CareCredit Women's Wellness Index July 2024 Banner

Retailers Crack Down on ‘Serial Returners’

Retailers Crack Down on ‘Serial Returners’

As retailers grapple with the trillion-dollar returns problem, more merchants are beginning to penalize consumers for sending back items.

Take Boozt, a Nordic digital department store operating across Europe. The company shared in a press release Tuesday (June 25) that it has banned 60,000 customers who returned “an excessive number” of items. The company shared that it aims to crack down on “serial returners.”

“Now, approximately 60,000 customers out of a total of 3.5 million active customers are blocked,” Boozt Chief Financial Officer Sandra Gadd said, per the release. “The behavior has not stopped, but we have learned to identify this type of customer.”

In the fall, online fashion retailer Asos announced its own plans to address these so-called serial returners, with CEO José Antonio Ramos Calamonte arguing for a distinction between “good returns and bad returns.” Earlier this year, The Cut reported that the company had commenced lifetime bans for over-returning.

These moves come as retailers aim to balance consumers’ demand for free and easy returns with the cost of handling these returns.

“There is no such thing as a free return,” David Sobie, then vice president (now CEO) of  Happy Returns, told PYMNTS in an interview last year. “It’s just a question of who’s subsidizing the transaction. Free return for a shopper means the merchant’s paying. What we’re seeing retailers say is, ‘I’m going to have the free or the subsidized option be the one which is cheapest for me.’”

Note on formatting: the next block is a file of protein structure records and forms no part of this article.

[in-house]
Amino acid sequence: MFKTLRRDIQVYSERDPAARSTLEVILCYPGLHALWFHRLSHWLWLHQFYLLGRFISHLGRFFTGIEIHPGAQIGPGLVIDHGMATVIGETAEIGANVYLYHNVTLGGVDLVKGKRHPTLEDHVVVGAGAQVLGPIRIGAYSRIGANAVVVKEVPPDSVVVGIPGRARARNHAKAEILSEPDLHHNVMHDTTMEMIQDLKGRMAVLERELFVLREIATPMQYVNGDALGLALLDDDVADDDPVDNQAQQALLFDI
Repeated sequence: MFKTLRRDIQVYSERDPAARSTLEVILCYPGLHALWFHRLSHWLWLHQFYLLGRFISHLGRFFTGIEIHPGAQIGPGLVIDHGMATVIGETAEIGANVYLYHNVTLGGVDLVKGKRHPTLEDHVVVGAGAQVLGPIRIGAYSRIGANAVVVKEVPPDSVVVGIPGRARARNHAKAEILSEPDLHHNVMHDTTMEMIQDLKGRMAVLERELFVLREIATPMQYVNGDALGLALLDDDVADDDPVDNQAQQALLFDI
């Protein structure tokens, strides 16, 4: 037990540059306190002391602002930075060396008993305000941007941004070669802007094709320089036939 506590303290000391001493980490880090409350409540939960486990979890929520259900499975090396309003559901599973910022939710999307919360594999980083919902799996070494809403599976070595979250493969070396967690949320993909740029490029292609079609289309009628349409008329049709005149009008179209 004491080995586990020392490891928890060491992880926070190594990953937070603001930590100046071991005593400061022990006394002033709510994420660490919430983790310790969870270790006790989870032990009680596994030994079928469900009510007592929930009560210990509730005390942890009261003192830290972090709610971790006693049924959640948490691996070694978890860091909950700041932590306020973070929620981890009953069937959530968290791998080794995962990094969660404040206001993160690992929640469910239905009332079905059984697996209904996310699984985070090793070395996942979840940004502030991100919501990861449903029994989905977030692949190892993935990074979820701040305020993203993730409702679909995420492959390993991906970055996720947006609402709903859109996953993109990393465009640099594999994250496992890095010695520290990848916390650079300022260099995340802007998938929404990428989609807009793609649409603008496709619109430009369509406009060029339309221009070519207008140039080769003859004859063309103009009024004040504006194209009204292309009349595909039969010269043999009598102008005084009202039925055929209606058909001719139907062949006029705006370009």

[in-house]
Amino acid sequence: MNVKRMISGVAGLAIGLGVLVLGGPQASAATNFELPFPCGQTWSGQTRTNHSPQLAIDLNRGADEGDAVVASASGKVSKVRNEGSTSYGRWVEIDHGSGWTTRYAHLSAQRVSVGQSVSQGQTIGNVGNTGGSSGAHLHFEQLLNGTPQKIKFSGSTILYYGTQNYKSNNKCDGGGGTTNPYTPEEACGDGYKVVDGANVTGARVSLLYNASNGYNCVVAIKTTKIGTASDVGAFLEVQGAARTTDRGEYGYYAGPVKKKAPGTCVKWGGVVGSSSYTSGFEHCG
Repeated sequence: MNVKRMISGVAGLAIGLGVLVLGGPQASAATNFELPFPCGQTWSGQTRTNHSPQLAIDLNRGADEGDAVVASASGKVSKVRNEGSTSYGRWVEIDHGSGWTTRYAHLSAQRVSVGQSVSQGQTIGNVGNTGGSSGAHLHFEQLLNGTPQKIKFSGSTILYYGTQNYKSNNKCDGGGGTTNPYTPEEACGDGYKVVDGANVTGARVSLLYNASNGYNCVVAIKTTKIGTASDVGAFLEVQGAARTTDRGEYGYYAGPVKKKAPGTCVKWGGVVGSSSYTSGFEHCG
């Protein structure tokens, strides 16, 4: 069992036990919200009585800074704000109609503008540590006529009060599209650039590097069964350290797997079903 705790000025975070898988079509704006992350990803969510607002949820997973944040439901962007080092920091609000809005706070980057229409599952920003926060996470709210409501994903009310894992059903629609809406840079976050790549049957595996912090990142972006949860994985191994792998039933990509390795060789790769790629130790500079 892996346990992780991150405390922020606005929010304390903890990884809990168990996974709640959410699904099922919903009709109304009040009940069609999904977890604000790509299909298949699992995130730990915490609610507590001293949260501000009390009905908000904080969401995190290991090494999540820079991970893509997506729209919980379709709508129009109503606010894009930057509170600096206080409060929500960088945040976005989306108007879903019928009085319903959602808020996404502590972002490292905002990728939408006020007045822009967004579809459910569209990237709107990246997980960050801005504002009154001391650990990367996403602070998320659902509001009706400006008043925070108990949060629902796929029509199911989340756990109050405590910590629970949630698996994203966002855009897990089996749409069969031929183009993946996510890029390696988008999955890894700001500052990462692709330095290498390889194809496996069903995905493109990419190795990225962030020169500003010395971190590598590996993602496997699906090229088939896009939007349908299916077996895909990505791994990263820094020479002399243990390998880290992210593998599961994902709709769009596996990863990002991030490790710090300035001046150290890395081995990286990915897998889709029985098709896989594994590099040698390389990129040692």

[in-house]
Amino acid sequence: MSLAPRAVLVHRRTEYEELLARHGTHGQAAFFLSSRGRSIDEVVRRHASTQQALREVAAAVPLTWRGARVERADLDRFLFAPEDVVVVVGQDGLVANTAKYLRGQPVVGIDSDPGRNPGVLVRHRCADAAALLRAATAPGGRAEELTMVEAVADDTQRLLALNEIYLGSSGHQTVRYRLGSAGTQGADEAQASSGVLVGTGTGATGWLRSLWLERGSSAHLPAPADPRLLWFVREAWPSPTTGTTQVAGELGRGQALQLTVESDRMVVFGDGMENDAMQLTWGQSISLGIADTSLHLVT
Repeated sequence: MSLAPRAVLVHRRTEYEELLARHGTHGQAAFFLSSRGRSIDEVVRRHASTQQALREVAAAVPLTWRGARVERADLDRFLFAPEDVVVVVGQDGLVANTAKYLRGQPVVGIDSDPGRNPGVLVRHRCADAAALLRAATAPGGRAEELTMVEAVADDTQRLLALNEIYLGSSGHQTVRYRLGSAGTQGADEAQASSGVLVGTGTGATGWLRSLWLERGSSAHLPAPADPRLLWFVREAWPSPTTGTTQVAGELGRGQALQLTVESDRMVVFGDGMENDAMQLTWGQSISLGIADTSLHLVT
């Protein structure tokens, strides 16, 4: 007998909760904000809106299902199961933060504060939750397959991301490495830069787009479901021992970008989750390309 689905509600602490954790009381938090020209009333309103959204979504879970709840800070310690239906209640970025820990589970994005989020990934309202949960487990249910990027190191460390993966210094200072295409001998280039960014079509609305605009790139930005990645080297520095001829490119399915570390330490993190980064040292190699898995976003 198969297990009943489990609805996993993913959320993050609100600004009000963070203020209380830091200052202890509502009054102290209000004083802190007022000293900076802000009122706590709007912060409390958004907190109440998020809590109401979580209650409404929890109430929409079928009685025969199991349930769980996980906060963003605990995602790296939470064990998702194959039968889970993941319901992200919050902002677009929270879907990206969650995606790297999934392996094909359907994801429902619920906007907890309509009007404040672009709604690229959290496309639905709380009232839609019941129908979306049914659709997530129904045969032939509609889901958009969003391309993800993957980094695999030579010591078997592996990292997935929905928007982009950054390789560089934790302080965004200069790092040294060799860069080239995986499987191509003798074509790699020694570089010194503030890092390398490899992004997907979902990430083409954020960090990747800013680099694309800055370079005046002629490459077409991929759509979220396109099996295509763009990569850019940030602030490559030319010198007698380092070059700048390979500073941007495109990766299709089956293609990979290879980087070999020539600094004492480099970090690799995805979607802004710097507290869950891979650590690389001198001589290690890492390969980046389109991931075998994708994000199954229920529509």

Still, consumers demand returns, and merchants that offer online returns tend to be doing better than those that do not. Specifically, merchants that expect an increase in revenue are 31% likelier to offer online returns than those that expect no revenue change, according to PYMNTS Intelligence’s “2024 Global Digital Shopping Index: SMB Edition,” commissioned by Visa Acceptance Solutions.

Plus, last year’s U.S. edition of the same report, which drew from a survey of more than 2,800 United States consumers, revealed that 44% of participants see returns as being very important to their digital shopping journeys. The same study highlighted an 11% awareness gap for free online returns, such that a share of merchants already offers the feature, but consumers do not know about it.

Many merchants, ranging from Amazon to H&M, have begun charging for returns on at least some purchases.

“If you want to charge, you better be damn sure you’re delivering an exceptional returns experience and exceptional purchase experience,” Loop CEO Jonathan Poma told PYMNTS in August.

Plus, retailers continue to raise the threshold for free shipping. Some are adopting returnless policies to address the challenge.

As companies like Boozt and Asos take a firm stance against “serial returners” by implementing bans, the industry grapples with finding a balance between cost efficiency and customer satisfaction. The underlying message is clear: While free and easy returns remain a key driver of online shopping success, they are not without their costs. Retailers are increasingly seeking ways to mitigate these expenses. Yet, the demand for seamless returns persists, and merchants must adapt to meet both their financial goals and the high expectations of their customers.

For all PYMNTS retail coverage, subscribe to the daily Retail Newsletter.